Sunday, January 31, 2010

Russell the Mussel Man

Farmers' markets were created with two purposes in mind: firstly, to give local producers a forum for trading their wares without incurring the crippling overhead costs of setting up a retail business; secondly, to give middle class couples something to do together on Saturday and Sunday mornings.

Personally I prefer the slightly less gentrified markets of places like Avondale and Whangarei to the extremely caucasian offerings at markets like Parnell and Kerikeri, which we visited today while on holiday in Northland. The ratio of chutneys and pickles to actual primary produce should not be too high; seasonal fruit and vegetables, including some unique to the region, need to be the main event.

That said, one of the best stalls at Kerikeri (more properly, Bay of Islands Farmers' Market, although you can be sure they don't apostrophise it like that on the posters) is the one selling mussel fritters, which leads to a qualification on my rule against processed goodies: you're allowed to mess around with your produce before you sell it, as long as you're creating something which can be eaten right then and there. If you've ever turned up to a Farmers' Market hungry and tried to fill up on quartered Snax crackers dipped in Apricot Chili Jam, you'll agree that every market needs someone selling hot, decent grub.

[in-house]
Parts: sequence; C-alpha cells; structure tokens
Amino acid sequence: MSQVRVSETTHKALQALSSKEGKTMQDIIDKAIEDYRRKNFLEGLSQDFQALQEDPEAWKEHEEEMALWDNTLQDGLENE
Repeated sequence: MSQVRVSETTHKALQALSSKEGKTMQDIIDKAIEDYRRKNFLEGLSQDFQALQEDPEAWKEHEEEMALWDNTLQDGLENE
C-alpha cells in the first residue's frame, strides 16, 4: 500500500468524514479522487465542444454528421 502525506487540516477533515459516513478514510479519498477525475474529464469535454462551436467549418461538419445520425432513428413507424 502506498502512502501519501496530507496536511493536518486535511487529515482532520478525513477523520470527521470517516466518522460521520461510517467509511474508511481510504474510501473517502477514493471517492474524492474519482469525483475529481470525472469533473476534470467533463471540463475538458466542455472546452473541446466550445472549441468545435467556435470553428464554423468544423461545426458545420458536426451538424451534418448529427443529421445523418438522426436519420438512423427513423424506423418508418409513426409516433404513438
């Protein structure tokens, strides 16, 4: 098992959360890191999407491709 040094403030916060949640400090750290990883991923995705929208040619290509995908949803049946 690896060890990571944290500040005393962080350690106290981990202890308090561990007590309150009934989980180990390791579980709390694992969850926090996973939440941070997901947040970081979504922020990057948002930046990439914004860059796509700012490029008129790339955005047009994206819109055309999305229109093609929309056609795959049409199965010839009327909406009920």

The mussel man (whose name probably isn't Russell) not only cooks the fritters and serves them between two slices of buttered brown bread with your choice of condiments, he even posts the fritter recipe on his signage – combining a generosity of spirit with an easy confidence that none of the lazy rich pricks walking past will ever get round to making it themselves.

Mussel fritters cost $5 each. That's pretty good value, particularly when compared to the “authentic French crepes” they're selling a few metres away for the same price – my one was small, stodgy, full of holes and had been flavoured with a miserable amount of white sugar and lemon juice squeezed out of a bottle.

Interestingly, it was still better than the one I bought in Paris on the Champs-Elysees, where the crepes had been cooked the night before and were warmed up in a microwave before serving. Someone tell the 17-year-old surfer in charge of the hotplate at Kerikeri market that if he wants those French crepes to be truly authentic they need to be either sublime or abysmal. Anything in between just won't do.